Home | Blog | Software | Reviews and Features | Forum | Help | Donate | About us
topbanner_forum
  *

avatar image

Welcome, Guest. Please login or register.
Did you miss your activation email?

Login with username, password and session length
  • December 03, 2016, 05:38:05 AM
  • Proudly celebrating 10 years online.
  • Donate now to become a lifetime supporting member of the site and get a non-expiring license key for all of our programs.
  • donate

Author Topic: The weirdness that is Electron  (Read 499 times)

Tuxman

  • Supporting Member
  • Joined in 2006
  • **
  • Posts: 1,764
    • View Profile
    • Donate to Member
The weirdness that is Electron
« on: September 05, 2015, 07:38:57 PM »
I never could see the point in the Atom editor.

Using a bloated web browser runtime as the code base for a text editor which never could do notably more than Emacs or a sanely configured Sublime Text never seemed to be something well-thought, not even considering the cross-platform approach. Writing cross-platform applications never required a virtual machine. Additionally there's quite a lot of overhead. A "Hello, world" GUI application in Ceramic, the Common Lisp port of Electron, takes about 256 MiB of hard disk space. This must be the future(*).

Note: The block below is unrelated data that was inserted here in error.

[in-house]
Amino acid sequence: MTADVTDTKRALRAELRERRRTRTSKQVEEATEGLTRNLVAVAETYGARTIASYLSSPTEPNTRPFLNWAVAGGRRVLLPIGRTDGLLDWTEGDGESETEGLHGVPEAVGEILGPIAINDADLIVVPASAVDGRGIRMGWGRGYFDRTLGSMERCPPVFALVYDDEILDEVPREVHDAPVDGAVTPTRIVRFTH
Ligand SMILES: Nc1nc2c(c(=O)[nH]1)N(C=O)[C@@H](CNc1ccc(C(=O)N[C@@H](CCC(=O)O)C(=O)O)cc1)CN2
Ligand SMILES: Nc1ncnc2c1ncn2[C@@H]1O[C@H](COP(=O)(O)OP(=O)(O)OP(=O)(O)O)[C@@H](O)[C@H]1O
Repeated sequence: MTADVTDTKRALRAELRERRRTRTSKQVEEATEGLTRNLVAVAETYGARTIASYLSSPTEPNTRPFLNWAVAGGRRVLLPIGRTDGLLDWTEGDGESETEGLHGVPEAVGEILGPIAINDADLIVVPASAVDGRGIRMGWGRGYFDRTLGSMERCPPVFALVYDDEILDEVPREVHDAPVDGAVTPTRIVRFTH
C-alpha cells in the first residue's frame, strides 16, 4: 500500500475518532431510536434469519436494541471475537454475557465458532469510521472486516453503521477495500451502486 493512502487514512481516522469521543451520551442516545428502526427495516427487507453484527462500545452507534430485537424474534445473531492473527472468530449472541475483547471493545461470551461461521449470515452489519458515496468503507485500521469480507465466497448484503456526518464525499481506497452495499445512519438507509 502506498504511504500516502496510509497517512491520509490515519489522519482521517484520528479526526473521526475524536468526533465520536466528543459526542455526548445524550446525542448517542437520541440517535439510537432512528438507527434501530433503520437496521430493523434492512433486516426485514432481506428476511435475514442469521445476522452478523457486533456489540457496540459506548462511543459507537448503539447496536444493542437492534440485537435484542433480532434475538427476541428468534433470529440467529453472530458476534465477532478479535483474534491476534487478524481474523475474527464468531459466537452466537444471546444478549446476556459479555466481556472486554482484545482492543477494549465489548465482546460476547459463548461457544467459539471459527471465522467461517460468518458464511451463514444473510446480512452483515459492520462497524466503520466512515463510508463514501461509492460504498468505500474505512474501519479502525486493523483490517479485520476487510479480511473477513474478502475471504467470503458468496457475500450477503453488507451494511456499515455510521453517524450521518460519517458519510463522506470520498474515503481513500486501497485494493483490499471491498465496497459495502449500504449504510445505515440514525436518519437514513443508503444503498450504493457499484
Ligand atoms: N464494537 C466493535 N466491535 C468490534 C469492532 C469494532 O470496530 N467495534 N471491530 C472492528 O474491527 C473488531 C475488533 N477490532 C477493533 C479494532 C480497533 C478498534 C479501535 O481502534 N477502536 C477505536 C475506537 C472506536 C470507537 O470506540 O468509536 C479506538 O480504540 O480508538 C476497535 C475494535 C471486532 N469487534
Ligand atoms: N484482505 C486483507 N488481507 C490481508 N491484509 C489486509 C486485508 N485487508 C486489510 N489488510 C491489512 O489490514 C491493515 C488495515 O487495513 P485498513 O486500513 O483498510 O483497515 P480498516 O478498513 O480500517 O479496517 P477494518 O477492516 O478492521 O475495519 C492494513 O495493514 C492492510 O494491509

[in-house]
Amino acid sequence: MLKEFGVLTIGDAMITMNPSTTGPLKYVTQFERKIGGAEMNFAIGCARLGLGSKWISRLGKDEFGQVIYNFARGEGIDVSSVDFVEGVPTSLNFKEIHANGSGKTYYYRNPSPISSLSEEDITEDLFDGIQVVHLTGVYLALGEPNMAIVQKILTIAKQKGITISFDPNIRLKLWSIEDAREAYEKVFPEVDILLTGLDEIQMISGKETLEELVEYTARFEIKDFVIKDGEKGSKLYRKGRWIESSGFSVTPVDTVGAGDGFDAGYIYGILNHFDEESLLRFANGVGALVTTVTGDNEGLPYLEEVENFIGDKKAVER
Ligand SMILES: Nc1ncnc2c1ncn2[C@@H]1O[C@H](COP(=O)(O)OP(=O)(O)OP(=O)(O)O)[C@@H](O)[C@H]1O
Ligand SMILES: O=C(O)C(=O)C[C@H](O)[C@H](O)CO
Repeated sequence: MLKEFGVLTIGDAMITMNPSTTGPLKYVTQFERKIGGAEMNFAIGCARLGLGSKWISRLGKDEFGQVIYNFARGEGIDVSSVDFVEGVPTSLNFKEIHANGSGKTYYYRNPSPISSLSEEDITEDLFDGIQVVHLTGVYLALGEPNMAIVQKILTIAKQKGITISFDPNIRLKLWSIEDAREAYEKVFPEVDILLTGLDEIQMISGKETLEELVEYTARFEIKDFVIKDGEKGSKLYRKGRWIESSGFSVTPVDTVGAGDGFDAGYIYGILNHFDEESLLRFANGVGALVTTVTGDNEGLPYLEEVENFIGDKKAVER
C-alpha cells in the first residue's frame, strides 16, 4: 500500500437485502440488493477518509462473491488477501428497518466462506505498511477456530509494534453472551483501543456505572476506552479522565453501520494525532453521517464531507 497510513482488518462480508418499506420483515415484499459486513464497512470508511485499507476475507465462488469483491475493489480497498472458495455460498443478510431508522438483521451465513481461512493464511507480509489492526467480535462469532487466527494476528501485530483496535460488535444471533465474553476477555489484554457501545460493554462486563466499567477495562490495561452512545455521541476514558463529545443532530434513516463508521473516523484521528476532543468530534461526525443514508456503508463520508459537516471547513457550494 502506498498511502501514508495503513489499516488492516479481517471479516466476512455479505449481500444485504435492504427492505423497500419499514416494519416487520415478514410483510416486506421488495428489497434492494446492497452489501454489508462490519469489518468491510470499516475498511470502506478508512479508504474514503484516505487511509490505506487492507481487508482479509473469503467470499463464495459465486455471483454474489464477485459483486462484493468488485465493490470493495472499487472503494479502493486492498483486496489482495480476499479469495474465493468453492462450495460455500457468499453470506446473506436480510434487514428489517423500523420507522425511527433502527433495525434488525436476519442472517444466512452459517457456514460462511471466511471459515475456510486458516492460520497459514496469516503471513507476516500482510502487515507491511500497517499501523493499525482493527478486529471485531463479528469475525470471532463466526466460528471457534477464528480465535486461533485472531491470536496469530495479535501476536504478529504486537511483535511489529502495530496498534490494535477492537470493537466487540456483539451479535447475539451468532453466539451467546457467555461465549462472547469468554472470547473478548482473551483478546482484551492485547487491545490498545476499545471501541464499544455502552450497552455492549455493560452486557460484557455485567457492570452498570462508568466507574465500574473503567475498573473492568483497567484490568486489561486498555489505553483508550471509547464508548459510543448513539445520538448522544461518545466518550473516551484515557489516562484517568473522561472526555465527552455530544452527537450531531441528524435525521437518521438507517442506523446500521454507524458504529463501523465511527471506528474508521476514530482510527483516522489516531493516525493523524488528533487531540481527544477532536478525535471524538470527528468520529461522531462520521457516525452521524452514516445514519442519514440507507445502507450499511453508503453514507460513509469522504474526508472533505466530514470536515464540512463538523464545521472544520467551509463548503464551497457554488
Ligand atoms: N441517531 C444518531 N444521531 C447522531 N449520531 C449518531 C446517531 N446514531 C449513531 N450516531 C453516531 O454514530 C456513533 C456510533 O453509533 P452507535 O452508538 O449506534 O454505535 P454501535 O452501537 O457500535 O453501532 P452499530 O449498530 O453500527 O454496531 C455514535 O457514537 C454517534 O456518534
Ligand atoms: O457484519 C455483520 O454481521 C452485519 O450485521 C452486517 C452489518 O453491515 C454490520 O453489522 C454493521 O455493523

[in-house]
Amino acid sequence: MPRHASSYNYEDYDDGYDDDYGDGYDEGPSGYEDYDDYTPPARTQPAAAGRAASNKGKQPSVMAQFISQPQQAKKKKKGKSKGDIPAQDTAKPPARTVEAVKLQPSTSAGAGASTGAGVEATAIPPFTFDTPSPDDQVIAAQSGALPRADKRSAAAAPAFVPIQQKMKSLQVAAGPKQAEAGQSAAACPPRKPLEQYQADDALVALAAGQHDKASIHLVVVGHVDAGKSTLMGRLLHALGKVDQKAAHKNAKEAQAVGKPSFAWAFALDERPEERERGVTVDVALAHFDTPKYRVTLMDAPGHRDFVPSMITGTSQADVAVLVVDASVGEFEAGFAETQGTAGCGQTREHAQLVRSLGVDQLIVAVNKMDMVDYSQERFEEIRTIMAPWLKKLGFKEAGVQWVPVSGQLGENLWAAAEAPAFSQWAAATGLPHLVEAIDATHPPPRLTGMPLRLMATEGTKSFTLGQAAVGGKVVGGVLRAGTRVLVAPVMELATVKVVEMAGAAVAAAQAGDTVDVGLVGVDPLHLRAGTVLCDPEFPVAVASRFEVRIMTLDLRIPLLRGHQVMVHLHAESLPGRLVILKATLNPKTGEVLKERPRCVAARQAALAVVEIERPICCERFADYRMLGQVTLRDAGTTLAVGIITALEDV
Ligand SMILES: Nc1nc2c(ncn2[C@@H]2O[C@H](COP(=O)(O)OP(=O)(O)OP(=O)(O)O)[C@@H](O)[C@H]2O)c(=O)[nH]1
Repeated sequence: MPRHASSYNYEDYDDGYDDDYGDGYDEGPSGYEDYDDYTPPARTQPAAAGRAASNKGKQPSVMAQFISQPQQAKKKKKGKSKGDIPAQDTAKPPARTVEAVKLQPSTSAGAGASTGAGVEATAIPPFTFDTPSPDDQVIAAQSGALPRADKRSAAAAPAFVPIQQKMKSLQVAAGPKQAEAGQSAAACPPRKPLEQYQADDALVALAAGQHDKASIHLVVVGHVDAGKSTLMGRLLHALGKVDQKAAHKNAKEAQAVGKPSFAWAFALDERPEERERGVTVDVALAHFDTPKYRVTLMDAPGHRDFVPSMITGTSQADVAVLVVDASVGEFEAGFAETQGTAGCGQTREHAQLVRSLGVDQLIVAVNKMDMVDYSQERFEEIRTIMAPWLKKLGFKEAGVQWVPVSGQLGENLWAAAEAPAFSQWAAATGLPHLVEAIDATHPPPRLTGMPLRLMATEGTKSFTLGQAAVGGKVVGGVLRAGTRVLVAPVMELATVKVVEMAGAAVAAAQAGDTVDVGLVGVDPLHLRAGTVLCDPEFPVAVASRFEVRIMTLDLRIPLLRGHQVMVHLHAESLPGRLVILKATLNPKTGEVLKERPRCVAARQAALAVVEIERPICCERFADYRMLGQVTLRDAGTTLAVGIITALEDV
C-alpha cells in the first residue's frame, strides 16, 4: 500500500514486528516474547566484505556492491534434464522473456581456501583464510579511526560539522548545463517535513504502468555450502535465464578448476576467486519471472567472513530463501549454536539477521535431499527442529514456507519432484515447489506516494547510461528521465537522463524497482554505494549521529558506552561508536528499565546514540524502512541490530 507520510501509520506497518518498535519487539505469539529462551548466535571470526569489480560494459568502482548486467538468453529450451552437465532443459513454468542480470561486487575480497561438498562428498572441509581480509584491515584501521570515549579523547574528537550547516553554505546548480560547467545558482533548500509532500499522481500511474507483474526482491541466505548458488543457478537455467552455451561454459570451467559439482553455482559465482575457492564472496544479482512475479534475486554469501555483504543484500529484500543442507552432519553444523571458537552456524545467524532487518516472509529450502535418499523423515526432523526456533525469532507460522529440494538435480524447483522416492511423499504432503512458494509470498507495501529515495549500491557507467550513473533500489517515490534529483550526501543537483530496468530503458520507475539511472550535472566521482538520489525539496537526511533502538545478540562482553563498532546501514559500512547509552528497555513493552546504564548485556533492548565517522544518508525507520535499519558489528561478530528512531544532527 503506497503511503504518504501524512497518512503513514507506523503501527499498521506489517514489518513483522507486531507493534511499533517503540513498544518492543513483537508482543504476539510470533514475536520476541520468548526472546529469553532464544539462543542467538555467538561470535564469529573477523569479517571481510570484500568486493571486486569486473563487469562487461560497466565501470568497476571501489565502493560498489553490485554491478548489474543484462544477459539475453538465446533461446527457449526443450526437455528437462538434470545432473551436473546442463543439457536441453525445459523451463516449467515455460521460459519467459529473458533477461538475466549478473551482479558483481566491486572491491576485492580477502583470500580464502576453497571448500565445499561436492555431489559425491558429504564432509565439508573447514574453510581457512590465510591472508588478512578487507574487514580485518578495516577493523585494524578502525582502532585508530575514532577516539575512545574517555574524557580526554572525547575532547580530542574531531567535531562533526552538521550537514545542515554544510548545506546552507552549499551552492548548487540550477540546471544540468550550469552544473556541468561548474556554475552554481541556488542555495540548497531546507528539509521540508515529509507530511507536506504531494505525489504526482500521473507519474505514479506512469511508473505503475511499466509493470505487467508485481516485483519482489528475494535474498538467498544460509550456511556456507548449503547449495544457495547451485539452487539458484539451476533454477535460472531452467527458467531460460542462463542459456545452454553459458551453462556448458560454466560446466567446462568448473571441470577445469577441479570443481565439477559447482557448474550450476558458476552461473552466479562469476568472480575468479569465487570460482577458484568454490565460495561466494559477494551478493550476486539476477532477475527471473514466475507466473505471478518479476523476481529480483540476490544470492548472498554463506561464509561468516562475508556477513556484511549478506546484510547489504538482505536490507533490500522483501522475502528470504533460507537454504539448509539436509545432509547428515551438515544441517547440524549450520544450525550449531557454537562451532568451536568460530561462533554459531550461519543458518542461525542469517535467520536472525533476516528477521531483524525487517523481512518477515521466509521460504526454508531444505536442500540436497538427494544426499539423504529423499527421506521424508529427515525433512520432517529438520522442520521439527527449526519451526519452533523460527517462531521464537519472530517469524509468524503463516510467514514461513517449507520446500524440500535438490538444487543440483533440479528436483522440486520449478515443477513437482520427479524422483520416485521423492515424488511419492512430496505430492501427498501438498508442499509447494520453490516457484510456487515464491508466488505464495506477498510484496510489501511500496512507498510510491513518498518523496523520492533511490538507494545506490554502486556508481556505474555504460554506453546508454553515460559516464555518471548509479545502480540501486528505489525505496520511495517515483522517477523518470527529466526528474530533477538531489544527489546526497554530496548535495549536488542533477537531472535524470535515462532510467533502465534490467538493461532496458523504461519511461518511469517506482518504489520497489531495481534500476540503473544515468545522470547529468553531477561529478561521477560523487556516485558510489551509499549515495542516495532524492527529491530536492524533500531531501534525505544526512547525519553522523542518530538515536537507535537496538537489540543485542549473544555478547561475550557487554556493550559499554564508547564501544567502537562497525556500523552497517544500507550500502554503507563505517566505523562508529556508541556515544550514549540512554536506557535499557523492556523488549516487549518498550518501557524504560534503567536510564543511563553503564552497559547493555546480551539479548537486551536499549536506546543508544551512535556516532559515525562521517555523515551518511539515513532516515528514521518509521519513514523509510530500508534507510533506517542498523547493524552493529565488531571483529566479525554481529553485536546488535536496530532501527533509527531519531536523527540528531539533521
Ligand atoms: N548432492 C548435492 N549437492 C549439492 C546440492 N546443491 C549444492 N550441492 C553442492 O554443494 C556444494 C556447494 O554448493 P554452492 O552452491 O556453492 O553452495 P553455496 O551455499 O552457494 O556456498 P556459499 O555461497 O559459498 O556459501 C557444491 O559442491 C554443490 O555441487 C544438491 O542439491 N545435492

However, Electron seems to gain attraction. Today I found an Electron-based terminal emulator - nice look, weird feeling -, and it suffers from the same problems. I guess we'll all soon grow tired of those "oooh, I look like TextMate!" applications altogether, but until then, I wonder what we normal programmers can do to help prevent the world to consider seriously bloated runtime environments a must-have.

* I admit one of my in-development applications uses Ceramic. Know your enemy!

IainB

  • Supporting Member
  • Joined in 2008
  • **
  • Posts: 6,136
  • Slartibartfarst
    • View Profile
    • Donate to Member
Re: The weirdness that is Electron
« Reply #1 on: September 06, 2015, 03:06:01 AM »
...I guess we'll all soon grow tired of those "oooh, I look like TextMate!" applications altogether, but until then, I wonder what we normal programmers can do to help prevent the world to consider seriously bloated runtime environments a must-have. ...
___________________
Well, they say that "Imitation is the sincerest form of flattery", or something, but probably those fat, bloated look-alike pieces of software are at best only academic experiments to discover the answer to questions such as, for example (say), "What happens if we try to do this or emulate that using Language X?"
The crunch test is likely to come when you try to emulate something that is seriously compute-intensive and high volume (e.g., transaction processing), whereupon the inherent inefficiencies of bloated software will tend to stand out like a sore thumb. So, you consider maybe keeping those in assembler...